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Health Care A Deciding Factor In Gov. Kelly's Kansas Supreme Court Pick

Gov. Laura Kelly appointed KJ Wall to the state Supreme Court at a news conference on Wednesday.
Nomin Ujiyediin
Kansas News Service
Gov. Laura Kelly appointed KJ Wall to the state Supreme Court at a news conference on Wednesday.

TOPEKA, Kansas — Gov. Laura Kelly appointed lawyer Keynen “KJ” Wall to the Kansas Supreme Court on Wednesday.

Wall will fill the seat of former Justice Lawton Nuss, who retired in December after more than nine years leading the court as chief justice. It’s Kelly’s second appointment to the state’s highest court since she took office.

Wall, a 49-year-old from Lawrence, was chosen because of his experience and demeanor, Kelly said.

“KJ has seen the issues affecting our health care system and has appeared before courts across the state,” she said during a news conference.

Wall is a partner at the Forbes Law Group in Overland Park, and specializes in health care litigation — representing rural hospitals, community mental health centers and behavioral health providers.

The Lawrence resident grew up in Scott City in rural western Kansas, later graduating from Kansas State University in 1993 and the University of Kansas School of Law in 2001.

He clerked for U.S. District Court Judge John W. Lungstrum and worked as a lawyer in Colorado and Minnesota before serving as a Deputy General Counsel at the Kansas Supreme Court from 2013 to 2015.

Wall credited Nuss and Lungstrum with mentoring him throughout his career.

“I was always amazed at their dedication to deciding every case based on its merits, without consideration or influence from any outside factors,” he said. “I fully intend to do the same.”

Seventeen people applied for the vacant Supreme Court seat. The Supreme Court Nominating Commission submits three nominees to the governor, who then has 60 days to appoint one of the nominees.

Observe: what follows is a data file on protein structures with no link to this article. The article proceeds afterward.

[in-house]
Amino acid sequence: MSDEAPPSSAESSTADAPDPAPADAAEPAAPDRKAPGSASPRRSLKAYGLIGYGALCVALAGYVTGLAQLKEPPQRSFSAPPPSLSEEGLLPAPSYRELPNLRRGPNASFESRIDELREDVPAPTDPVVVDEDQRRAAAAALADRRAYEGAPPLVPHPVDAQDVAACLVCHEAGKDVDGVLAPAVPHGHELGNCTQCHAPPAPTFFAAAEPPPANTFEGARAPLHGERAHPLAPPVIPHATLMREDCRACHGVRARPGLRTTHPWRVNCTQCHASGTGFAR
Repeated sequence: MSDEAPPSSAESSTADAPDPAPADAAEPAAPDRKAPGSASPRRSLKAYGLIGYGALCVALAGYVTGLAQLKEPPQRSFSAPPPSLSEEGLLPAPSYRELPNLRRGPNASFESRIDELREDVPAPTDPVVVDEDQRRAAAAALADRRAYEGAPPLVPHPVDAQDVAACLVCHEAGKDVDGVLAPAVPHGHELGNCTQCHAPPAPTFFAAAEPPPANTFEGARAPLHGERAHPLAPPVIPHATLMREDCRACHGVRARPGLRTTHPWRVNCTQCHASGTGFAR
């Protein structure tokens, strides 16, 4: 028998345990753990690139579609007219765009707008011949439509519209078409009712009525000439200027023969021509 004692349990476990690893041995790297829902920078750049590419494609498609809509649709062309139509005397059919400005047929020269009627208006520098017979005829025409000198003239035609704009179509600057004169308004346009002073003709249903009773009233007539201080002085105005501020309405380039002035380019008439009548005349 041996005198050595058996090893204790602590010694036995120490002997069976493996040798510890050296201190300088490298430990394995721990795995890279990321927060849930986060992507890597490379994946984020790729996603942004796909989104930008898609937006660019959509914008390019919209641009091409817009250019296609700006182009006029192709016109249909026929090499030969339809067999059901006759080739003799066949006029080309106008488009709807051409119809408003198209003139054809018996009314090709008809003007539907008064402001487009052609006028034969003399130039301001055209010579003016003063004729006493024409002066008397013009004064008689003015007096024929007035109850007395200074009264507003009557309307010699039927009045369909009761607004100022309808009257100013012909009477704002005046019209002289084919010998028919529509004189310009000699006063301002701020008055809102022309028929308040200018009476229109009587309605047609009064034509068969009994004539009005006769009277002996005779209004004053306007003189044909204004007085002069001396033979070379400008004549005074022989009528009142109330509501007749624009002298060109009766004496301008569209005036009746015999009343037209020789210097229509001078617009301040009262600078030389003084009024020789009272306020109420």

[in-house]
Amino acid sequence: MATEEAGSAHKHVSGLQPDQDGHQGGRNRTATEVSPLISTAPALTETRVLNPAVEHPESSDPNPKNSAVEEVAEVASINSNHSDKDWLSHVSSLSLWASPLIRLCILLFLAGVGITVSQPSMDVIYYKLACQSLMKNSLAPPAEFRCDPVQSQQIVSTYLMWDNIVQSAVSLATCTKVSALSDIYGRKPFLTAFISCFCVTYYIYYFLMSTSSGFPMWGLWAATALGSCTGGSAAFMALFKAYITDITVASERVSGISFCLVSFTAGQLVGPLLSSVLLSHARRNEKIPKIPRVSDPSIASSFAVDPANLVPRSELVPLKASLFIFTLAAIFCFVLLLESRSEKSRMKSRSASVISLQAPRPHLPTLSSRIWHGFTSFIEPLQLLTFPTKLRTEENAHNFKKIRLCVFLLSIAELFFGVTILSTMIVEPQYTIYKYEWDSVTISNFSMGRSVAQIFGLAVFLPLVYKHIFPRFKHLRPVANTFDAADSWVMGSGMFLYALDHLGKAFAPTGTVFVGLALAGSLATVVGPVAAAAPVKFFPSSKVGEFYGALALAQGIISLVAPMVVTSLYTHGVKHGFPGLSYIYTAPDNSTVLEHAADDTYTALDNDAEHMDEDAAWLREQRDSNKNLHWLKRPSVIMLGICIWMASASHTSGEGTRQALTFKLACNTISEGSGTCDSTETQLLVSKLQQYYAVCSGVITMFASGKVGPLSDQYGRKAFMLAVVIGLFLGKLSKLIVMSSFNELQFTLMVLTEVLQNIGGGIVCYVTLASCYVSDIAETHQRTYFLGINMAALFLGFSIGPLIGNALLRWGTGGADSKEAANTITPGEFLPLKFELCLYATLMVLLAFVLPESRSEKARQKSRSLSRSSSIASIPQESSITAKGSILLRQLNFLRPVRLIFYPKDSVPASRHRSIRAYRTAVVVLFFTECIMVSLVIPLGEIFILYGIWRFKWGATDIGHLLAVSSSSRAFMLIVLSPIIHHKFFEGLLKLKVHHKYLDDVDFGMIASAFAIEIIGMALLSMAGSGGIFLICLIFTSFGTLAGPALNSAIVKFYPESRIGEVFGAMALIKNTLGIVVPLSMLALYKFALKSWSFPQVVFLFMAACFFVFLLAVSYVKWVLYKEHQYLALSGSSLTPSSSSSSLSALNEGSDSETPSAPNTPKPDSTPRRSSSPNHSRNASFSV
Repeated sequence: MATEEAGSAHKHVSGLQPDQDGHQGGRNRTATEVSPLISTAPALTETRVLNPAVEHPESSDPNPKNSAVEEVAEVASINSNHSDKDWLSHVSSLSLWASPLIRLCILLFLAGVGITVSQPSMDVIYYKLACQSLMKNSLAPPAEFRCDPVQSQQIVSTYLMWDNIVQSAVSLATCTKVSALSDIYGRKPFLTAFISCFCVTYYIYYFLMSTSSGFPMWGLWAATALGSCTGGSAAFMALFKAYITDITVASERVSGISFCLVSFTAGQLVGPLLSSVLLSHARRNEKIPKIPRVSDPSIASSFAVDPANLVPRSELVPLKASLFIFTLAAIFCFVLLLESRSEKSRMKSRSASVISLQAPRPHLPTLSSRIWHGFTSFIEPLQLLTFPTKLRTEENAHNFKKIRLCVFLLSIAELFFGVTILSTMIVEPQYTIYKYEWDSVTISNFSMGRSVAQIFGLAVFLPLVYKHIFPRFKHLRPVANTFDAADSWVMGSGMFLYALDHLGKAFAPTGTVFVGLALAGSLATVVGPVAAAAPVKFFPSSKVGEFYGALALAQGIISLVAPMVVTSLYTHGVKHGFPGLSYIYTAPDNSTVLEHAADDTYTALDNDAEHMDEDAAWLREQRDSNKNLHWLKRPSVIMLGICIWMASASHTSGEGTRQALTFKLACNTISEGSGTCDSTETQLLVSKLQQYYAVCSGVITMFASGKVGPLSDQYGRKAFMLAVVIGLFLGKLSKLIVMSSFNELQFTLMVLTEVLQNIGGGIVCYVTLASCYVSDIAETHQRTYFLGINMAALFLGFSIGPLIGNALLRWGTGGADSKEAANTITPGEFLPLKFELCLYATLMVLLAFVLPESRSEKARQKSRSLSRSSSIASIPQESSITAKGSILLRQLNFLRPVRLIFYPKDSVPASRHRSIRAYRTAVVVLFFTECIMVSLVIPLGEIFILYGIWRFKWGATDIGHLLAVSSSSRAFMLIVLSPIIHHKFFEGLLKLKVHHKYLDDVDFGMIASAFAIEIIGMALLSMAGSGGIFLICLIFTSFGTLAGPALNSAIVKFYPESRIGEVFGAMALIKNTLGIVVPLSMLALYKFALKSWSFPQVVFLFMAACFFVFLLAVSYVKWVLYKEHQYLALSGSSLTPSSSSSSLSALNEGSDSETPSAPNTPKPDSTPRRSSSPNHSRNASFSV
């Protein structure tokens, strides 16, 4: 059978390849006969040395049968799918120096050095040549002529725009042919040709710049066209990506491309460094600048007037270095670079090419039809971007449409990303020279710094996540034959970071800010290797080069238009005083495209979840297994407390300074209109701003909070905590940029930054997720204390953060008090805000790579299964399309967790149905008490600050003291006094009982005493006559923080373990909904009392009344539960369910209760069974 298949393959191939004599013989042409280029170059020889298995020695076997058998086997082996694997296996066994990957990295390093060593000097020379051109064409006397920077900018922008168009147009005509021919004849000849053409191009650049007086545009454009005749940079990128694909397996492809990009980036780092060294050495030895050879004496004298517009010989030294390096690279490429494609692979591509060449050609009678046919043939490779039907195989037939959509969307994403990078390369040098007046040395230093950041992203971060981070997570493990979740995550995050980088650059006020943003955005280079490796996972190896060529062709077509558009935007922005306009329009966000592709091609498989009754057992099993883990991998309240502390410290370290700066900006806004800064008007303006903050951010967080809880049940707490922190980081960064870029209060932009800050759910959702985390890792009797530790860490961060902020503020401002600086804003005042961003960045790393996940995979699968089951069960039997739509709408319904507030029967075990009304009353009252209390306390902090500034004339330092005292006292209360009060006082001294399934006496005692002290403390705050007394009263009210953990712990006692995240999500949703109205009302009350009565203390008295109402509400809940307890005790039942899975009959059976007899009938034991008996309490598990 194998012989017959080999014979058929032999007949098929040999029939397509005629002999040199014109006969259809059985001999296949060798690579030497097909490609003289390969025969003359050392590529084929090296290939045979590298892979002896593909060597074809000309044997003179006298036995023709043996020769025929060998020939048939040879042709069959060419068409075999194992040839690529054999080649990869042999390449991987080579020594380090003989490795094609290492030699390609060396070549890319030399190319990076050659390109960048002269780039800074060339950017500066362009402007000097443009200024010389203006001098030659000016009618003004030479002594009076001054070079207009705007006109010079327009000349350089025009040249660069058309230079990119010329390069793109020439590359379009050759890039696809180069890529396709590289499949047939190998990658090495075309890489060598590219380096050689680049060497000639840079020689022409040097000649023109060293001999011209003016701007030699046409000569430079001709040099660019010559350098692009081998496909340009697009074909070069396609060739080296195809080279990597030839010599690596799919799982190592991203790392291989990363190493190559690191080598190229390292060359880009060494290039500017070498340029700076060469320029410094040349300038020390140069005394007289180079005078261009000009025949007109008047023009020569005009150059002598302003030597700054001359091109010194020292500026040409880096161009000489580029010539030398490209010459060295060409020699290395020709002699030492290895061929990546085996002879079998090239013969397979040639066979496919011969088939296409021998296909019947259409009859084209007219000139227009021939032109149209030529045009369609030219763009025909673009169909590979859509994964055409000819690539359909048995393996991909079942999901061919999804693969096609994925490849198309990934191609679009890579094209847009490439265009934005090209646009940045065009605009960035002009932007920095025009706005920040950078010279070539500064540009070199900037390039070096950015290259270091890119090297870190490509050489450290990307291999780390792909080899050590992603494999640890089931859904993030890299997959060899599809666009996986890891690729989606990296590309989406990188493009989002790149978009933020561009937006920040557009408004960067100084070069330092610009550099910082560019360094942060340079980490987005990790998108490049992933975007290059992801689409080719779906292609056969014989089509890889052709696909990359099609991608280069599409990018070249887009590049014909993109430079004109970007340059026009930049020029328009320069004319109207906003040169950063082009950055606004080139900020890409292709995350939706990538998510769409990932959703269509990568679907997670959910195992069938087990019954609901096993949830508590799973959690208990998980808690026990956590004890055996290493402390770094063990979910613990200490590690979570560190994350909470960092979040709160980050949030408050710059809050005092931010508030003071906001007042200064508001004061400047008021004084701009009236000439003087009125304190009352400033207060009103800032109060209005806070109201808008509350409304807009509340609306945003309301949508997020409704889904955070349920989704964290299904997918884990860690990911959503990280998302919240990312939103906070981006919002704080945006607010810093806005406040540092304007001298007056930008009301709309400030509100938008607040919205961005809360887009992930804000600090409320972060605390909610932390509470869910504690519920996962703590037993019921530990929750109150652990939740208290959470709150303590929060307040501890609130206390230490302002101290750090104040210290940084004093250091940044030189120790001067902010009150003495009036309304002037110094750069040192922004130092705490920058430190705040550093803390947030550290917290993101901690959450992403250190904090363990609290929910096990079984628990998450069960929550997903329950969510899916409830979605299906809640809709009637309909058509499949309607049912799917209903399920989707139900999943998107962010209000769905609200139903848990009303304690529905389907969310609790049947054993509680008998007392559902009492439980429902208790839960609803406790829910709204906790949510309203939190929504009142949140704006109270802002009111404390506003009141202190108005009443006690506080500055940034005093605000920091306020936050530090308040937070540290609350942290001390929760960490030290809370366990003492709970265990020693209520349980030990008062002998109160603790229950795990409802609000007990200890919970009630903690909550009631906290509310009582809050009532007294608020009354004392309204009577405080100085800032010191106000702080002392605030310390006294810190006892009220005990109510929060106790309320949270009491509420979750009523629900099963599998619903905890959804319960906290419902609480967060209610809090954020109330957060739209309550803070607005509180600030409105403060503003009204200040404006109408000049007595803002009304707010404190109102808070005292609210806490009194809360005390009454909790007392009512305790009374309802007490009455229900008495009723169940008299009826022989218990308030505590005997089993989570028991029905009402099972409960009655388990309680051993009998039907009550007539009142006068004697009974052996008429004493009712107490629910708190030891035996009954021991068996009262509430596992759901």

After new justices’ first year in office, the public votes in the next general election on whether to keep them on the court. If justices are retained, they face public votes every six years.

Kelly’s other state Supreme Court appointment, Justice Evelyn Wilson, faced criticism from conservative lawmakers and lobbyist groups over her husband’s campaign contributions to abortion rights groups.

Nomin Ujiyediin reports on criminal justice and social welfare for KCUR and the Kansas News Service. You can follow her on Twitter @NominUJ.The Kansas News Service is a collaboration of KCUR, Kansas Public Radio, KMUW and High Plains Public Radio focused on health, the social determinants of health and their connection to public policy. Kansas News Service stories and photos may be republished by news media at no cost with proper attribution and a link to ksnewsservice.org.

Copyright 2021 KCUR 89.3. To see more, visit KCUR 89.3.

Nomin is a Kansas News Service reporting fellow at KCUR.